To my eye, the one often reproduced photograph of Robert Smithson’s The Eliminator (1964) makes it a rather awkward and curious object, its title unnecessarily macabre. If only Smithson had been a contemporary of André Breton’s, I could have easily imagined the piece in one of the impromptu Surrealist shows. Much of that mystique is gone, now that I’ve finally seen it in person (it’s up at the New Museum in Ghosts in the Machine until September 30th), and I can certainly blame the black-and-white illustration for its unflattering shortcomings.
An early work consisting of encased mirrors and neon tubes, The Eliminator is tied to Smithson’s semi-scientific interests in vision and perception, matter and structure, time and George Kubler. According to Eugenie Tsai, The Eliminator, along with other sculptural works from the same period such as the Enantiomorphic Chambers (from 1965, another illustration of Smithson’s taste for scientific eccentricities), “continued to explore in a more literal fashion the theme of blindness found in Smithson’s early religious paintings.”
While consistent with this past, the installation can be read as a reference to the future, as an understated statement piece—unique in the artist’s repertoire of themes, yet central to his refinement of a central project where perception, vision and memory interweave. Below is Smithson’s short essay, “The Eliminator” (1964):
“The Eliminator overloads the eye whenever the red neon flashes on, and in so doing diminishes the viewer’s memory dependencies or traces. Memory vanishes, while looking at the Eliminator. The viewer doesn’t know what he is looking at, because he has no surface space to fixate on; thus he becomes aware of the emptiness of his own sight or sees through his sight. Light, mirror reflection, and shadow fabricate the perceptual intake of the eyes. Unreality becomes actual and solid.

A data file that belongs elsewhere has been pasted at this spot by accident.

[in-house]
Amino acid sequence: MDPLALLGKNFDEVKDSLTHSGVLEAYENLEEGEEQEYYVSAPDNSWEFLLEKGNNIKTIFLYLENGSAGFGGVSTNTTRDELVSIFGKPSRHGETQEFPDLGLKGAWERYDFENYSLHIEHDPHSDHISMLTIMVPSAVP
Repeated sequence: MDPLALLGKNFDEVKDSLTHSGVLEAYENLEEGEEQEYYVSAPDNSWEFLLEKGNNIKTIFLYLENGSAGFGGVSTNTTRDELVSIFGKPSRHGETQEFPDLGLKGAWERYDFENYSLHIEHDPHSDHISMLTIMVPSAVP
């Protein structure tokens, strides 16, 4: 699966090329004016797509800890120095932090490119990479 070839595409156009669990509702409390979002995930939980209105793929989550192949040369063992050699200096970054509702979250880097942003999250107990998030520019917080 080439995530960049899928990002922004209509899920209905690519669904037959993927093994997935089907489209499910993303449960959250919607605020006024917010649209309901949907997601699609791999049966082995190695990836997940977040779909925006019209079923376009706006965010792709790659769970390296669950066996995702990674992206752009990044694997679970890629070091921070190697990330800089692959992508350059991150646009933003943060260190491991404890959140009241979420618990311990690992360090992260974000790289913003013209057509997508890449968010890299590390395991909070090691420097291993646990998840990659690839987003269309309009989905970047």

The Eliminator is a clock that doesn’t keep time, but loses it. The intervals between the flashes of neon are ‘void intervals’ or what George Kubler calls, ‘the rupture between past and future.’ The Eliminator orders negative time as it avoids historical space.”
Art historians sometimes pride themselves on leaps of faith taken between historical periods, associations they often refer to as “speculative.” Many of these end up in footnotes, fallen for the sake of a more scientific, reputable discussion of the subject at hand. Using this blog as an excuse, I propose the following speculation.
A few days after seeing the New Museum show, I watched a group of men unload a truck full of music equipment next door to my house. Sitting on the curb: a beat up pair of EV Eliminator speakers, charged with past and future sound.
According to Jamie Bergen, EV product category manager for speakers, “In the late 1960’s, the original Electro-Voice Eliminator started a revolution among working musicians by providing the first speaker with decent bandwidth that could handle the power demands of modern music.”
If flipped on its side, by sheer formal analogy the historian will notice that the speaker and Smithson’s curious object share more than just a name. The box / sound case—its back soundproof, directed forward, at the subject—once plugged in, will generate waves of absorptive, directional, no-longer-containable sound. Similarly, Smithson’s box / neon case will begin to flicker red-mirrored light, drawing the spectator into its rhythm, pushing her attention from one reflected surface to another, and then back to her eyes, face, and body.